"Spaceflight certainly has its risks, but if you want to look specifically at the two examples of the shuttle failures, people screwed up and ignored the clear warning signs," he said. For Challenger, those signs included excessive wear seen in the O-ring seals on the solid-rocket boosters, particularly on cold launch days. For Columbia, it was the foam debris seen falling off the shuttle's external fuel tank.

NASA is still working to fix the foam problem, with the aim of launching another shakedown mission to the international space station in May. But even if the shuttles are judged safe enough to fly again, they're due for retirement in 2010.

NBC News space analyst James Oberg noted that the shuttle won't be the first breed of flying machine to be scrapped. "After fatal disasters, sometimes aerospace systems have been abandoned — the U.S. dirigible fleet of the 1930s, for example," he said.

Changing direction
John Logsdon, director of George Washington University's Space Policy Institute and also a member of the Columbia investigation board, said the shuttle's complexity was an achievement as well as a liability.

"The shuttle is one of the most remarkable machines that humans ever built," he told "But it was too expensive and too risky. So in a sense, it said we weren't ready in 1972 — and we're not ready in 2006 — to build a vehicle that combined carrying people and carrying cargo, that had some high degree of reusability and therefore could be all things to all people."

Logsdon said NASA went with the "all things to all people" approach in the 1970s after the Nixon administration vetoed NASA's plans to set up moon bases and moving on to Mars — a grand vision much like the one that the Bush administration embraced two years ago.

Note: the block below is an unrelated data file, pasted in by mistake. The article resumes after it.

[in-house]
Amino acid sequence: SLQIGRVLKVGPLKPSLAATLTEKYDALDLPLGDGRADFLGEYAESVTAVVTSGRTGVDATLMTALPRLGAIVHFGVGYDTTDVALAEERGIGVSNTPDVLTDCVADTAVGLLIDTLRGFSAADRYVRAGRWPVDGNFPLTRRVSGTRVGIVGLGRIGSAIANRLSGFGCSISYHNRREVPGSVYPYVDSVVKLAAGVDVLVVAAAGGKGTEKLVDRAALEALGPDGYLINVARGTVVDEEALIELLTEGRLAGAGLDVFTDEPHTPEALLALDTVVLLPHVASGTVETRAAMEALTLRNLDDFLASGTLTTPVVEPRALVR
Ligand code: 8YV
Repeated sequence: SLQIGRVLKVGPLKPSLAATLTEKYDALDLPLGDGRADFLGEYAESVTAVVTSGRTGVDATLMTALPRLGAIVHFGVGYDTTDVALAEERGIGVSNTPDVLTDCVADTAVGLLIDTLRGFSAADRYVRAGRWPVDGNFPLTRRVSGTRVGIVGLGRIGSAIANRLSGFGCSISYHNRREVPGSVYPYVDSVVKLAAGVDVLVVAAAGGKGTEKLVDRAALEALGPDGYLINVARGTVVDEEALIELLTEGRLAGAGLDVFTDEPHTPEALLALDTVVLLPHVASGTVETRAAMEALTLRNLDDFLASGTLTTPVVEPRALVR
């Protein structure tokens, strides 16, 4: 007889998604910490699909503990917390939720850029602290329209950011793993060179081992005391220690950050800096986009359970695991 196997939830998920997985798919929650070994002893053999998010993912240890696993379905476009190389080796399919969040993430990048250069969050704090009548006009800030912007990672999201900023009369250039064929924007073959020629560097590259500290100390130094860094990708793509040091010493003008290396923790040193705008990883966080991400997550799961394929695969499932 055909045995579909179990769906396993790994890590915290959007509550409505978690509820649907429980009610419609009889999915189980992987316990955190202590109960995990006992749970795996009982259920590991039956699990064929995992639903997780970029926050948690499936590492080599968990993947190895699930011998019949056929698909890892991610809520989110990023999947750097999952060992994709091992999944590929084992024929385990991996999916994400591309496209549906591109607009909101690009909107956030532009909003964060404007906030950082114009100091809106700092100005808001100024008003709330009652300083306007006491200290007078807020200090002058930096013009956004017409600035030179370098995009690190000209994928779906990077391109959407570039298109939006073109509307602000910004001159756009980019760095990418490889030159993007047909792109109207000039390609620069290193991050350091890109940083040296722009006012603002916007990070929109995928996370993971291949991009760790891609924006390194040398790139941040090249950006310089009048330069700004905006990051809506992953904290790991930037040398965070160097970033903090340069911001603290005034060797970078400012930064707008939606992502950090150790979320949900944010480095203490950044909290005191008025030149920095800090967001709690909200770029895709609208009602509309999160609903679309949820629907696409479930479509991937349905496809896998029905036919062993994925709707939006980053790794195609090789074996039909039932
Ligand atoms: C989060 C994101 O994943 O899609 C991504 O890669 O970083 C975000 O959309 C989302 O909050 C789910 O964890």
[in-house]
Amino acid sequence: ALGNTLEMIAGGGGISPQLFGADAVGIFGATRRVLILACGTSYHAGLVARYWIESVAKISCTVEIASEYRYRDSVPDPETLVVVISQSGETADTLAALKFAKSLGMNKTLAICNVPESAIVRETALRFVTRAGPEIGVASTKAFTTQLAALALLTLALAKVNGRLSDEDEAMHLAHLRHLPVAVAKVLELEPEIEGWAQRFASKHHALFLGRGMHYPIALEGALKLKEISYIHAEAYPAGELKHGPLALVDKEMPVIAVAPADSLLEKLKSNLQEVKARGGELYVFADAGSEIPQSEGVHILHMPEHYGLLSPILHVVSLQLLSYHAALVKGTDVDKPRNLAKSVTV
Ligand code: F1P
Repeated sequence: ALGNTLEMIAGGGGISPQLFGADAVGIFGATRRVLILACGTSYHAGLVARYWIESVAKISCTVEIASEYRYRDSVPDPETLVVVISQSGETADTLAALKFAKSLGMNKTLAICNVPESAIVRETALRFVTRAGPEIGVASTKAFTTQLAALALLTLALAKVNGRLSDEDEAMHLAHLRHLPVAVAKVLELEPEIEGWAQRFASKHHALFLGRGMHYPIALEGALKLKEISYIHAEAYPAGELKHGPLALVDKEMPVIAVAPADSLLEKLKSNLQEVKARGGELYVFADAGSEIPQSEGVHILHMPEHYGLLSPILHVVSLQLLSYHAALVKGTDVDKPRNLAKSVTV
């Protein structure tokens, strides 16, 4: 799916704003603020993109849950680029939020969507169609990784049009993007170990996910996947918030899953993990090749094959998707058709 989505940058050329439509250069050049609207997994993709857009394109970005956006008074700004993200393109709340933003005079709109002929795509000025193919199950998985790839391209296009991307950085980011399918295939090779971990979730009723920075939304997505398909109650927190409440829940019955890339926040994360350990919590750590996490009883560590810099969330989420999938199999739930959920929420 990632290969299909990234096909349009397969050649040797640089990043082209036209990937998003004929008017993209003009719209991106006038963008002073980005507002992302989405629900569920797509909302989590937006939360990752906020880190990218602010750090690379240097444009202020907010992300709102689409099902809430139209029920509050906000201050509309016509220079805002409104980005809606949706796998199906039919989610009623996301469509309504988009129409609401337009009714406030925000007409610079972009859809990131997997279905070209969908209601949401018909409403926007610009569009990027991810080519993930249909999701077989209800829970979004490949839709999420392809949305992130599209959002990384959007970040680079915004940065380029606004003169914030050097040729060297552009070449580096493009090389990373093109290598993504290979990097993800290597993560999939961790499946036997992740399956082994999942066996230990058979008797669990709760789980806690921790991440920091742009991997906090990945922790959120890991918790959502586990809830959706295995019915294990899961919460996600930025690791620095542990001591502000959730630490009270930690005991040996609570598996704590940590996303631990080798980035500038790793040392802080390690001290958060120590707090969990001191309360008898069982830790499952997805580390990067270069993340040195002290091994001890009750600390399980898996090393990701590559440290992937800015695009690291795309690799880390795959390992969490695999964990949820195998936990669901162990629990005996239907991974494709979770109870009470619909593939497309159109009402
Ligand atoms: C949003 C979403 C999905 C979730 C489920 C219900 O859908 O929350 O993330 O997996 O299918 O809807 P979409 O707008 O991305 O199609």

Almost as soon as the first shuttle began service in 1981, NASA began planning for its replacement, said Roger Launius of the Smithsonian Institution's National Air and Space Museum, who served as NASA's chief historian for nearly 12 years. First it was the National Aerospace Plane; then it was the X-33 and X-34; then it was the Orbital Space Plane. All of them would have been reusable winged craft, but none of the concepts came to fruition.

"There are all of these projects that have been pursued since the shuttle began to fly that have not proven out," Launius observed.

The latest designs go in a different direction: Astronauts would ride in an Apollo-sized command module known as the Crew Exploration Vehicle, or CEV, which would be boosted into orbit atop a two-stage rocket with an escape tower. An unmanned heavy-lift rocket would be developed to loft payloads into space — thus delivering the components for trips to the moon, Mars and beyond.

Horowitz noted that the new vehicles would make use of upgraded versions of the shuttle's solid rocket boosters, main engines and external fuel tank, as well as a new upper stage based on the Apollo program's J-2 engines.

"We're taking the best of every program we've done and re-engineering it into the vehicles we need to do the future," Horowitz said.

The schedule for NASA's space vision calls for the shuttle fleet to go into retirement in 2010. Development of the CEV and the new rockets would begin in earnest next year, after the selection of a prime contractor, and the CEV would enter service no later than 2014. "It's our goal to do everything we can to accelerate that program," Horowitz said.

Kent Rominger, the head of NASA's Astronaut Office, said his colleagues are clamoring to be involved in the design and testing of the CEV, even though it may be eight years or more before some of them ride the craft into space. "This is the first one out of all the follow-on programs I've seen around here that we've gotten very excited about," he said.